In re Molycorp, Inc. Shareholder Derivative Litigation
Submitted: February 7, 2014
Jessica Zeldin, Esquire Rosenthal, Monhait & Goddess, P.A., Stephen C. Norman, Esquire, Potter Anderson & Corroon LLP P. Clarkson Collins, Jr., Esquire Morris James LLP Michael D. DeBaecke, Esquire Blank Rome LLP.
Robert D. Goldberg, Esquire Biggs & Battaglia Raymond J. DiCamillo, Esquire Richards, Layton & Finger, P.A. Elizabeth M. McGeever, Esquire Prickett, Jones & Elliott, P.A. M. Duncan Grant, Esquire Pepper Hamilton LLP.
The Plaintiffs in this stockholder derivative action filed on behalf of Nominal Defendant Molycorp, Inc. ("Molycorp") have moved to lift the stay entered by the Court in May 2013 (the "Stay"). The Court granted the Stay as to the claims asserted in the Verified Consolidated Amended Shareholder Derivative Complaint (the "Operative Complaint") in light of a federal securities fraud class action pending in the United States District Court for the District of Colorado (the "Federal Securities Action"). The Defendants oppose any lifting of the Stay, maintaining that the Plaintiffs have not shown the requisite good cause for the Court to do so. In addition, the Plaintiffs have moved for leave to file their Second Amended Verified Consolidated Stockholders' Derivative Complaint (the "Proposed Amended Complaint"),  which the Defendants also oppose.
The Federal Securities Action involves eighteen claims for relief asserted against twenty-six named defendants. Among other claims, the class action stockholders allege that Molycorp, its directors, and others made material misstatements to inflate artificially the price of the company's stock and that certain of these individuals and entities then illegally sold Molycorp stock on the basis of material, non-public information. The Federal Securities Action includes claims for violations of the Securities Exchange Act of 1934 and of the Securities Act of 1933.
In granting the Stay, the Court concluded that, even though the allegations in the Operative Complaint did not overlap entirely with those of the Federal Securities Action, there were sufficient practical considerations that discouraged the simultaneous prosecution of both actions. In particular, the Court noted that both actions implicated a substantially similar scheme of securities fraud, and that the derivative indemnification claims asserted in the Operative Complaint depended on a predicate finding of liability against Molycorp in the Federal Securities Action.
Molycorp is a Delaware corporation that mines rare earth elements used in various industrial products. Its headquarters are in Colorado, and its primary asset is a mining and manufacturing facility in Mountain Pass, California. Certain private equity investors founded Molycorp, and the company then went public in 2010. The Plaintiffs generally contend that after its initial public offering, Molycorp struggled financially because the company underestimated the significant costs necessary to modernize and expand its Mountain Pass facility.
During this time, according to the Plaintiffs, the Defendants dominated and controlled the Molycorp board of directors. Certain Defendants, but not Molycorp, participated in two expedited stock offerings in which they (or their affiliates) sold substantial numbers of Molycorp shares in February 2011 and June 2011. Molycorp was precluded from issuing stock even though it had a pressing need for cash. As a result, the Plaintiffs allege, Molycorp had to raise capital at inferior rates through a preferred stock offering concurrent with the February 2011 offering and a convertible note private placement alongside the June 2011 offering.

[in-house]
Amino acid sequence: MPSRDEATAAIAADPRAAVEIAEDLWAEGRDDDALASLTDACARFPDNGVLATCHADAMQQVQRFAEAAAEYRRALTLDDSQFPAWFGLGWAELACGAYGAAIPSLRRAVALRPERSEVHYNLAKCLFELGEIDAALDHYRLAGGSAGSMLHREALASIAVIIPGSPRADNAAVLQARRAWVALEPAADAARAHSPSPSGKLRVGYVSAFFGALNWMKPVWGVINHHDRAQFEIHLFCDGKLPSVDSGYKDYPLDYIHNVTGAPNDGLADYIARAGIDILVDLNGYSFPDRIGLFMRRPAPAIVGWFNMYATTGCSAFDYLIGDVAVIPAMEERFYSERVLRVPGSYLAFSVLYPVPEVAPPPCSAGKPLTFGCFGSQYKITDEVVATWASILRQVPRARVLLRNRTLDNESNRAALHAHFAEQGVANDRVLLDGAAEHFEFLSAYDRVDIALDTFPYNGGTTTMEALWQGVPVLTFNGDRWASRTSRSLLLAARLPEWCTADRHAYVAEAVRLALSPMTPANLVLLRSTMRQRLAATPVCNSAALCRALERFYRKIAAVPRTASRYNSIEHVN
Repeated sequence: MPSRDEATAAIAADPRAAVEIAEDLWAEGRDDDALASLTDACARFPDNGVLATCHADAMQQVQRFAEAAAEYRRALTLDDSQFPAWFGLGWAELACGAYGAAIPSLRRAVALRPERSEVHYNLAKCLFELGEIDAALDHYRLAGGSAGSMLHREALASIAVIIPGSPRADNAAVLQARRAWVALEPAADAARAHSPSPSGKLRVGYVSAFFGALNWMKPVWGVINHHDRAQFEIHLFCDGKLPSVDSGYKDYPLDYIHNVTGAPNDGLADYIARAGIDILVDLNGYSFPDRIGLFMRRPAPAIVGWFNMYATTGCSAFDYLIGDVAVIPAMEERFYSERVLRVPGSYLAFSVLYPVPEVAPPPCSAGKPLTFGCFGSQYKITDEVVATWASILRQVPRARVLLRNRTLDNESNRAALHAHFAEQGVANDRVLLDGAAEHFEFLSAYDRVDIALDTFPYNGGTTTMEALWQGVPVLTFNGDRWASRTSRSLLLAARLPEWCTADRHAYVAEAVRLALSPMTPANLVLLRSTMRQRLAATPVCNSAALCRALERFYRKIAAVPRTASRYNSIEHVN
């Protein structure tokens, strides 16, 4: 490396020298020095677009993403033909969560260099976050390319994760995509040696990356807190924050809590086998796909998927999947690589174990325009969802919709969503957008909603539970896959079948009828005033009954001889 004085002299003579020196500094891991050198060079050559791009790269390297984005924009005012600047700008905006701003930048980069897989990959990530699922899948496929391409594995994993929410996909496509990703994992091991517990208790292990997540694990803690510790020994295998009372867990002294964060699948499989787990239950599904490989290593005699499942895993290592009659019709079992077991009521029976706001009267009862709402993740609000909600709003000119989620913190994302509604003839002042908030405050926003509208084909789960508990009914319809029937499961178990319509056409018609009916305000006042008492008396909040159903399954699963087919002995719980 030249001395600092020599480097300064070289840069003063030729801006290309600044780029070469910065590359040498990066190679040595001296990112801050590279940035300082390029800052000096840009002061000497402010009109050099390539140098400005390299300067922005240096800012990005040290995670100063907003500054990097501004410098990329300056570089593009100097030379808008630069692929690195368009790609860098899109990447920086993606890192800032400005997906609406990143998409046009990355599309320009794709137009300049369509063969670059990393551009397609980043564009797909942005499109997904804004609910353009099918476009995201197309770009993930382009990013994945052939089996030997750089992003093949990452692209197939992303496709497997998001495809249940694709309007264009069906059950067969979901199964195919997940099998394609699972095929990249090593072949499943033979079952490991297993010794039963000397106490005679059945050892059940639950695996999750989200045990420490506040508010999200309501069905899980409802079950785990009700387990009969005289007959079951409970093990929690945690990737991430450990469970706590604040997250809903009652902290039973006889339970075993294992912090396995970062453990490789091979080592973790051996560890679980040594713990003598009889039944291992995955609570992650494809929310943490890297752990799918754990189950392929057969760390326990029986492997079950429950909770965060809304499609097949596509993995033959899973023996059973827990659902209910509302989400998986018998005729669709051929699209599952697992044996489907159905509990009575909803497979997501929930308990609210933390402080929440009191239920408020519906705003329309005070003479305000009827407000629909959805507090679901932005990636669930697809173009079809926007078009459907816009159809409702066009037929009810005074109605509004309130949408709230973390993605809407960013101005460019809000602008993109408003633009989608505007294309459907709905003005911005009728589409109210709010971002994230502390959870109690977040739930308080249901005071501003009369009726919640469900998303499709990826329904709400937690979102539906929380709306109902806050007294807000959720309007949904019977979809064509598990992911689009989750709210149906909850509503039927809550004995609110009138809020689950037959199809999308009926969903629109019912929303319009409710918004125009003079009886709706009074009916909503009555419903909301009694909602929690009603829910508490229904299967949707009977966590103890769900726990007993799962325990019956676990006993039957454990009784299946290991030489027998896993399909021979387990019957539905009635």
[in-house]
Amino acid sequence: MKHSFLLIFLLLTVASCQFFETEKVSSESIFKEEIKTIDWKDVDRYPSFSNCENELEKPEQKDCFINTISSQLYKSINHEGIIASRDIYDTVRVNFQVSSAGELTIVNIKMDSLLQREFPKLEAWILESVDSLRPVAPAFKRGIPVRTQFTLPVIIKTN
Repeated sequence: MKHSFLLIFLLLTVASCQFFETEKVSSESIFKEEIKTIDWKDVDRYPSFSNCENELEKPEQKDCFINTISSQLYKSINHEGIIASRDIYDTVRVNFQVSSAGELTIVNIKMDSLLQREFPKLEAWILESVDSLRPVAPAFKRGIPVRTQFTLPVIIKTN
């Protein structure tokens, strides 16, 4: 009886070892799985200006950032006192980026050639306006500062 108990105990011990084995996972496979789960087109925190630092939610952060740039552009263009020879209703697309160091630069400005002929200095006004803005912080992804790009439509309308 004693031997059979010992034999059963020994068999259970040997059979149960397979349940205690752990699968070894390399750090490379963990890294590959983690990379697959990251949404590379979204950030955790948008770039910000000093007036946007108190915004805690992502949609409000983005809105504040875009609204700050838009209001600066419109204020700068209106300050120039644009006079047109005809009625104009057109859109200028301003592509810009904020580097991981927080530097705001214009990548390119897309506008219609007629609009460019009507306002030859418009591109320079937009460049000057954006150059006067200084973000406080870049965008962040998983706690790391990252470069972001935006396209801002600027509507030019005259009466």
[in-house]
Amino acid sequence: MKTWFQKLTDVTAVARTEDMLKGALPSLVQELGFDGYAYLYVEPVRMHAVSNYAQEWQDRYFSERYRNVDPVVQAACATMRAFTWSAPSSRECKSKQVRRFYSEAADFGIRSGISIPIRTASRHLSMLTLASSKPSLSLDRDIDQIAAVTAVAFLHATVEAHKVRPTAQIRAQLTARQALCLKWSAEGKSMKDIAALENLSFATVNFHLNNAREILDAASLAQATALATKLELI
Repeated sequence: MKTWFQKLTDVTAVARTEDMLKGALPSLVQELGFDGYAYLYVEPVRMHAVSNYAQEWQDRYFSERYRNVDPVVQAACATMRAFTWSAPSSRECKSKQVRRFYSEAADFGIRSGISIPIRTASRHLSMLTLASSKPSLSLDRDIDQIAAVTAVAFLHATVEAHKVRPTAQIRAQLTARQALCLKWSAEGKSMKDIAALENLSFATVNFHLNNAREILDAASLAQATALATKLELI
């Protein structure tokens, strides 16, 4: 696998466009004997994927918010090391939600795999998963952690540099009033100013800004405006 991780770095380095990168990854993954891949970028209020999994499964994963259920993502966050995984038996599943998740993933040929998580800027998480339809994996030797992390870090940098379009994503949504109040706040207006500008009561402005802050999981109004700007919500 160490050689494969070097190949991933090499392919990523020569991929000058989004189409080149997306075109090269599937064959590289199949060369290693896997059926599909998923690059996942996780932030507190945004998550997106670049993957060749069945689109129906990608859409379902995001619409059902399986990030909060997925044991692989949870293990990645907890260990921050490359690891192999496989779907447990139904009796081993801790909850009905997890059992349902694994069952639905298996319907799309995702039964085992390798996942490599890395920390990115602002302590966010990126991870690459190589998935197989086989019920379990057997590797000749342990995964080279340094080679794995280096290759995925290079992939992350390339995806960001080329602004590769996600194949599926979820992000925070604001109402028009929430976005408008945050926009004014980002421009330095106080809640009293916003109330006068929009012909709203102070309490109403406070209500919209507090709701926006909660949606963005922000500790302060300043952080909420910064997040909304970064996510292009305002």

A. The Operative Complaint
The allegations of the Operative Complaint center on the February 2011 and June 2011 offerings. In the Operative Complaint, the Plaintiffs allege four causes of action: (i) a breach of fiduciary duty claim against certain Molycorp directors and officers primarily seeking damages for permitting these expedited stock offerings without allowing Molycorp to participate, for purported material misstatements, and for indemnification for any liability Molycorp may have in the Federal Securities Action; (ii) a Brophy breach of fiduciary duty claim against certain Molycorp directors, officers, and private equity investors for misusing material, non-public information while selling Molycorp stock; (iii) an unjust enrichment claim in parallel with the Brophy claim; and (iv) an aiding and abetting claim against the company's private equity investors. The overlap between the Operative Complaint and the Federal Securities Action is evident: both actions implicate whether there were material misstatements and improper trading in Molycorp stock by certain Defendants. Accordingly, the Stay was appropriate.
B. The Proposed Amended Complaint
The Proposed Amended Complaint, by contrast, focuses exclusively on the Molycorp board's decisions surrounding the June 2011 offering. The Plaintiffs primarily allege that Molycorp directors breached their fiduciary duties by permitting the company's private equity investors, who exercised their contractual rights to require the company to initiate the June 2011 offering, to sell their Molycorp stock and receive approximately $575 million in gross proceeds while preventing the company from participating and raising much-needed capital. In addition, the Molycorp board purportedly decided not to exercise its own contractual rights under the governing Registration Rights Agreement to delay the June 2011 offering for up to 90 days, during which time the company could have made its own secondary stock offering. According to the Plaintiffs, a majority of Molycorp's directors were not independent and disinterested when making this decision ...